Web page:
Instability. This has an effect on the F 650-
Characterized control intervals in the form of pitching oscillations, sporadic drops thanks to the brake pitch compensation of the R 1200 GS Telelever as vertical movements.

Bad road stretch

On the rough road, the wheel speed drops periodically after every joint in the roadway. The high slip at 60 km / h at which the ABS releases the brake for two to three tenths of a second is clearly visible on the R 1200 GS. The average lag is still higher than that of the competition. Depending on the condition of the road surface, it fluctuates between 6.0 and 7.2 m / s2 over several measurements. The maximum value of the BMW F 650 and the Hondas cannot keep up with the GS
the series of measurements, however, with far smaller ones
Deviations. Although the R 1200 GS
has the shortest braking distances, it can come up with unpleasant surprises in certain situations. Like the F 650, which, only when the front is decelerated, requires significantly more braking distance. Your front wheel device
again and again in high slip.

Jump in coefficient of friction

The Honda’s front wheel reaches the transition from dry, grippy asphalt to watered, slippery special surface
CBF 600 has almost 80 percent slip and needs almost three tenths of a second to get back up to speed. That costs braking distance, but surprisingly does not affect driving stability. Also
When changing the road surface, the R 1200 GS wastes time and therefore braking distance without noticeable loss of driving stability. The anti-lock braking systems of the Honda VFR and especially the BMW F 650 react far more sensitively to different coefficients of friction. Just a tenth of a second passed,
until the front wheels after reaching
of about 30 percent slip again
reach full speed. In both cases, the driving stability is exemplary and the wasted braking distance is less.

Dr.-Ing. Markus Braunsperger on ABS

Dr.-Ing. Markus Braunsperger, 40, Head of Development at BMW Motorrad, on ABS.

Would be with a uniform ABS for the entire BMW-
Model range a cost optimization conceivable?
There would be certain effects through higher quantities, but they could reduce the price of the more complex system in
Boxer and K series do not press on that of the F-650-ABS.
Couldn’t a cooperation between European and Japanese manufacturers drastically reduce development and production costs??
Cooperations are more problematic with motorcycles than with cars, as the model cycles of the manufacturers are very different and have so far been very short, especially with the Japanese manufacturers. The system worlds may then no longer fit together.
When can a general initial fitting of ABS be expected on BMW motorcycles??
That depends on the market, the customers and the system price. The ABS has been available for every BMW since 2000. Original equipment as an option, so to speak. In the more price-sensitive models, however, we want to give the customer the choice.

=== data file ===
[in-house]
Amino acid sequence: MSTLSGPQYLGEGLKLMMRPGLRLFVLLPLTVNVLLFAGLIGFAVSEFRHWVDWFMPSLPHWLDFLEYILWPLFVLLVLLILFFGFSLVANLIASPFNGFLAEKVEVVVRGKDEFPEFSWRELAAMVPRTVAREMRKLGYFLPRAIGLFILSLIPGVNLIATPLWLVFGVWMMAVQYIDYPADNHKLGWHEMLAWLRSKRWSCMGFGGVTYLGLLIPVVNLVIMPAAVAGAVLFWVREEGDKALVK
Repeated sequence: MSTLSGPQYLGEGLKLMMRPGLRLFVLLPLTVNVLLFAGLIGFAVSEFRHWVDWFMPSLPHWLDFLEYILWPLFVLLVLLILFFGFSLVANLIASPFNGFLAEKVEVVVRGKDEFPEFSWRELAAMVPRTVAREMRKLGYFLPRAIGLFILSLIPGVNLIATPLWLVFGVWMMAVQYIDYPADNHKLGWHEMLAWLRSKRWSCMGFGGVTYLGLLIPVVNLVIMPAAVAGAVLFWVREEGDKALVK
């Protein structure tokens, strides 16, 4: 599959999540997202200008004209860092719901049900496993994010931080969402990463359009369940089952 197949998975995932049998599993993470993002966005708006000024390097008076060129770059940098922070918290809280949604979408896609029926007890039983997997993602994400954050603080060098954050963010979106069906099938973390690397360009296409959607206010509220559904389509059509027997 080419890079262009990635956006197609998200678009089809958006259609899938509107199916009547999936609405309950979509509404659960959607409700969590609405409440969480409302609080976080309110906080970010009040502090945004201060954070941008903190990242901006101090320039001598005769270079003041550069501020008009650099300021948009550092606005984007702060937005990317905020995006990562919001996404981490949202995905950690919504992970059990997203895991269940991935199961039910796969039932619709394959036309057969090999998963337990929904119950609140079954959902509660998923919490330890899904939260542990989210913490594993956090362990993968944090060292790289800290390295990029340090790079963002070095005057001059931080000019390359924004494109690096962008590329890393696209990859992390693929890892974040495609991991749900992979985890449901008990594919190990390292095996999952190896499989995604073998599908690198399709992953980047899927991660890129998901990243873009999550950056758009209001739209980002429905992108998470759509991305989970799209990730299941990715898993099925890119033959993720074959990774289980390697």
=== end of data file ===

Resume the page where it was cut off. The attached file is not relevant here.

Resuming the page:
Kazuhiko Tani on the future of ABS development

Would be with a uniform ABS for the entire BMW-
Model range a cost optimization conceivable?
There would be certain effects through higher quantities, but they could reduce the price of the more complex system in
Boxer and K series do not press on that of the F-650-ABS.
Couldn’t a cooperation between European and Japanese manufacturers drastically reduce development and production costs??
Cooperations are more problematic with motorcycles than with cars, as the model cycles of the manufacturers are very different and have so far been very short, especially with the Japanese manufacturers. The system worlds may then no longer fit together.
When can a general initial fitting of ABS be expected on BMW motorcycles??
That depends on the market, the customers and the system price. The ABS has been available for every BMW since 2000. Original equipment as an option, so to speak. In the more price-sensitive models, however, we want to give the customer the choice.

Would be with a uniform ABS for the entire BMW-
Model range a cost optimization conceivable?
There would be certain effects through higher quantities, but they could reduce the price of the more complex system in
Boxer and K series do not press on that of the F-650-ABS.
Couldn’t a cooperation between European and Japanese manufacturers drastically reduce development and production costs??
Cooperations are more problematic with motorcycles than with cars, as the model cycles of the manufacturers are very different and have so far been very short, especially with the Japanese manufacturers. The system worlds may then no longer fit together.
When can a general initial fitting of ABS be expected on BMW motorcycles??
That depends on the market, the customers and the system price. ABS has been available for every BMW since 2000. Original equipment as an option, so to speak. In the more price-sensitive models, however, we want to give the customer the choice.